Fire in Mhadei Wildlife Sanctuary ‘under control’ after 3 days: Goa minister
The Goa forest minister said the fire was successfully doused after the Indian Navy conducted an aerial survey and the state forest department deployed guards to douse the blaze
A fire in Goa’s Mhadei Wildlife Sanctuary, which started three days ago, was brought under control late on Monday evening, the state’s forest minister Vishwajit Rane said on Tuesday. He, however, asked everyone to remain alert, saying it might start again due to the breeze.
Rane said that it was only a ‘ground fire’ and by and large didn’t engulf the large trees -- a claim that was disputed by locals who said that large tracts of both virgin forest as well as cashew plantations falling within the sanctuary were reduced to ashes by the blaze.
He said the fire was a case of arson, probably arising out of either a human-lit fire that went out of control or that was accidentally hit by a spark.
“This is a man-lit fire. There seems to be no other explanation. We have discussed it a lot and the report will come. At the same time this is under control and for the first time (in three days) we were to bring it completely under control. But because of the breeze there is a chance that it might restart,” Rane said.
The administration called in the help of the Indian Navy who conducted an aerial survey and reported that fires were blazing in at least eight locations within the Mhadei Wildlife Sanctuary including the villages of Satrem, Chorla, Charvane, Querim among others.
The Indian Navy deployed a Dronier Aircraft to ascertain the ground situation and the extent of fire areas in the Mhadei Wildlife Sanctuary: A total of eight active fire locations were reported by the Navy consequent to an aerial survey.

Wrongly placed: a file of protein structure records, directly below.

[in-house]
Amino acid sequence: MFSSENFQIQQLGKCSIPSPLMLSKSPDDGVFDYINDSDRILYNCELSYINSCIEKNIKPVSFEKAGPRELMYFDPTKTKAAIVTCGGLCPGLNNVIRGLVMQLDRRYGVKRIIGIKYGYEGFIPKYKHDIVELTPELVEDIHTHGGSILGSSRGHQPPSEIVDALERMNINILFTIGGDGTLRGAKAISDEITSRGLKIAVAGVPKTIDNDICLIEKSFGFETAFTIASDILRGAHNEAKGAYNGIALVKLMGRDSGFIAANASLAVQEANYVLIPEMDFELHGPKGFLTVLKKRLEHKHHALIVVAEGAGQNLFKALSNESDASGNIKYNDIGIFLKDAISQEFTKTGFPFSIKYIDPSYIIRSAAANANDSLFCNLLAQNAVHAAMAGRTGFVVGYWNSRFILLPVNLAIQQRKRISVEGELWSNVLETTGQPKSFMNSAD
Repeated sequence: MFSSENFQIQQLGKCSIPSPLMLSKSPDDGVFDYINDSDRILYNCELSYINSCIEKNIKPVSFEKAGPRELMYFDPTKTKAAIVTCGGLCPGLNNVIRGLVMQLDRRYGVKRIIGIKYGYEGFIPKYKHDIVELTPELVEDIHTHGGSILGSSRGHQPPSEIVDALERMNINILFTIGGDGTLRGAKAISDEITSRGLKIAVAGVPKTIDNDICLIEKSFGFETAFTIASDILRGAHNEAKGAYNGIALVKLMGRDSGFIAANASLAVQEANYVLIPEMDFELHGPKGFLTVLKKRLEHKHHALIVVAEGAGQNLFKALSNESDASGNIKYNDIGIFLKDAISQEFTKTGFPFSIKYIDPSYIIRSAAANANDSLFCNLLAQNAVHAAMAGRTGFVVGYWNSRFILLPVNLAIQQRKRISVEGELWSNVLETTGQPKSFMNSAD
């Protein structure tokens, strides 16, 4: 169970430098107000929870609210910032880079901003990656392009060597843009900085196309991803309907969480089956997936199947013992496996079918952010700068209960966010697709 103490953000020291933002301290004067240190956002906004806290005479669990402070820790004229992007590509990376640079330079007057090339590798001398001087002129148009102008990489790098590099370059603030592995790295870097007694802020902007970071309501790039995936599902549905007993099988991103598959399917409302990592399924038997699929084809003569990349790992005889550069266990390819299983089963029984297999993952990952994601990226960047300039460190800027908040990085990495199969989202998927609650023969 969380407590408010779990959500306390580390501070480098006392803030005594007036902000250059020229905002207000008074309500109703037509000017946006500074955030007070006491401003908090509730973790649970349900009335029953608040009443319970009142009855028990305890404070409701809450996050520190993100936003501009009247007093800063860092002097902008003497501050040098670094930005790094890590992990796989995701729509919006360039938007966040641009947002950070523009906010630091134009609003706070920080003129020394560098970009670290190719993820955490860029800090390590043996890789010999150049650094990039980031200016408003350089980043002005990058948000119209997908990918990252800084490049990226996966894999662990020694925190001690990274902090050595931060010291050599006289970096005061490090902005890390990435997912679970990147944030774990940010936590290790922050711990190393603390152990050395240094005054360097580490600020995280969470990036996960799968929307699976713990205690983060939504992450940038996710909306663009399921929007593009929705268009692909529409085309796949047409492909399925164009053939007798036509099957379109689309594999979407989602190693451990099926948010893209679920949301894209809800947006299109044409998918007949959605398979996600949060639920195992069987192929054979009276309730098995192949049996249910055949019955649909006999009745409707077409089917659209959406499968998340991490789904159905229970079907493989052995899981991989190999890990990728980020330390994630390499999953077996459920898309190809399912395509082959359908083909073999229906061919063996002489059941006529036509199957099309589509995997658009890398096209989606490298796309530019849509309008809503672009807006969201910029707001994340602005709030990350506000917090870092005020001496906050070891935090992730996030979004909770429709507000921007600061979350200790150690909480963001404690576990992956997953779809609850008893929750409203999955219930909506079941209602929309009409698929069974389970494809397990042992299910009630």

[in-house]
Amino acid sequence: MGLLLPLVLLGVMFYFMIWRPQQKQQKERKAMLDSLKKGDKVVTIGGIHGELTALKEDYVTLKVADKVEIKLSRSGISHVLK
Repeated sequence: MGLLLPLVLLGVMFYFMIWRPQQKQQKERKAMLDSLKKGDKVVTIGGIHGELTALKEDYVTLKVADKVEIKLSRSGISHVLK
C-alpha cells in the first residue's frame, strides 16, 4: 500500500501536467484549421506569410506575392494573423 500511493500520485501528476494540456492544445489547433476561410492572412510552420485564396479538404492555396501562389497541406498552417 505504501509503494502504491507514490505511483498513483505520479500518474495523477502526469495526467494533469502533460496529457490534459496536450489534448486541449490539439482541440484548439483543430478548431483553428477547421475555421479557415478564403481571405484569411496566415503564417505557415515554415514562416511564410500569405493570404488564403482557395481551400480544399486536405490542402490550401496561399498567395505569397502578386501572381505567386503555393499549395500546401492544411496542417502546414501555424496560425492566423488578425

“On all locations, the forest department acted and by late evening the fire was doused successfully. There has been no major loss to the flora and fauna,” Rane said. “The forest team has been deployed everywhere. We have taken help from the collectors (district administration) and the Navy and this is a ground fire and the trees have not been burnt,” he added.
However, Rajendra Kerkar, an environmentalist and resident of Querim, said, “The fire has been raging for three days and the forest and fire departments were unable to prevent it. It exposes the lack of preparedness from the two departments in their inability to control the blazes at a time when the state government is stressing on the importance of the Mhadei Wildlife Sanctuary and battle with Karnataka for the waters of the Mhadei River is ongoing.”
Goa, much like the rest of the country, has been witnessing above average temperatures since February with the maximum temperature ranging between five to seven degree above normal for this time of the year.
“The temperature is not completely an unnatural phenomenon. We have experienced it in the past as well, but certainly this time the highest temperature is frequent. February was comparatively hotter… The lower humidity value at 20-30 per cent is possibly leading to dry grass and forest fires,” India Meteorological Department (IMD) scientist Rahul M told local media.
Fires have also been blazing at several other locations in the state with the fire department receiving more than 188 calls reporting uncontrolled fire incidents across the state. Wildfires have claimed three vehicles besides also scouring through hillsides, residential houses and other areas in the state -- incidents that are likely only to increase as the summer rages.